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The false allure of islands.
This is not the column I intended to write. After hearing about Compuserve's staunch non-defense of personal liberty in response to a local German government's censorship query I was going to take Compuserve to task by writing a column entitled "Capitulation As An Art Form." But the more I thought about it, the more I wondered if there was another factor at work here and if it would make much difference to us in the long run what Compuserve does.
Compuserve, along with Prodigy and a few others, started life as islands. They were glorified bulletin boards. Significantly glorified ones but bulletin boards none the less. A user would dial them up to find a self contained world. Chat rooms, information and news services, help lines were all present on the island. But these islands had no connections beyond their shores. If you had an account on Compuserve and your friend had an account on Prodigy you had to communicate by telephone and paper mail rather than email. And woe be to you if your friend was out there on the wild frontier called the Internet.
With apparent great reluctance Compuserve, then Prodigy, started to realize that the landscape of an island is a bit limiting and that the rest of the world was out there on the Internet. First email communication was enabled (with some sort of crazy billing plan) then a bit of the web and now Compuserve is advertising the "best Internet access."
The Internet must have been kind of scary to the managers at Compuserve. First of all, who did they complain to if the Internet did not work? In addition, there was this not insignificant problem in that the Internet was starting to grow quite fast. This web thing made the Internet user friendly (more user friendly than the proprietary island user interfaces) and web sites with all sorts of interesting stuff on them were springing up. If this kept up what would Compuserve use to differentiate itself from a simple Internet dial-in port?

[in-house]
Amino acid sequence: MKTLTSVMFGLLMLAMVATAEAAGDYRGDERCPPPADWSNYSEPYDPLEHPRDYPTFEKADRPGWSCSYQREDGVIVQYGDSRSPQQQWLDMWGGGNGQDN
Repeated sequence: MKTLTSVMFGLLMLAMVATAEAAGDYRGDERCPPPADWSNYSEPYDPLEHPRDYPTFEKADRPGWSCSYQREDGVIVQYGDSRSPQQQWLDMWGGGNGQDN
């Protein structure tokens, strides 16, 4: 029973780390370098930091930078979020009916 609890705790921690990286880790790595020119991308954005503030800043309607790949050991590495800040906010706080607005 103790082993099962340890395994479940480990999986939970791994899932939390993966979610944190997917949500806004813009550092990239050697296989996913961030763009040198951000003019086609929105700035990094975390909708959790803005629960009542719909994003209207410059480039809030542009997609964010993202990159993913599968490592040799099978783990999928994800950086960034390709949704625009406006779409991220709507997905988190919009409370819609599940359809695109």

I wonder now if the initial Compuserve reaction to the German prosecutor's questions was influenced by some residual feeling within Compuserve that, if they can figure out a way to go it alone and disconnect from the big bad Internet, they will better ensure their relevance in the future. Some Compuserve executive might have seized the opportunity as a way to demonstrate so-called problems on the net. This executive might have had some glimmer of an idea that if they did this often enough the public would start reminiscing about the attractiveness and predictability of islands again.
I think Compuserve and its brethren have a reason to worry. As the number of Internet-based services grow there is less reason to use specialized access services. Compuserve et al will then be competing against generic Internet access services. Any special features that Compuserve has can be duplicated by organizations connecting servers to the Internet. A feature of this way of providing services, one that I'm sure Compuserve will appreciate right about now, is that the service organization does not require facilities anyplace other than where their server is. Thus a for-fee news server in Barbados would have no property in Germany or business presence to be threatened by local authorities.
The fundamental question that Compuserve must face is not how to resist or limit the censorship demands of 179 governments around the world, but what will its role be in a future of generic data connectivity service offerings.
disclaimer: Harvard is not one of the 179 world governments (at least not since the Kennedy administration), in any case, the above are my opinions.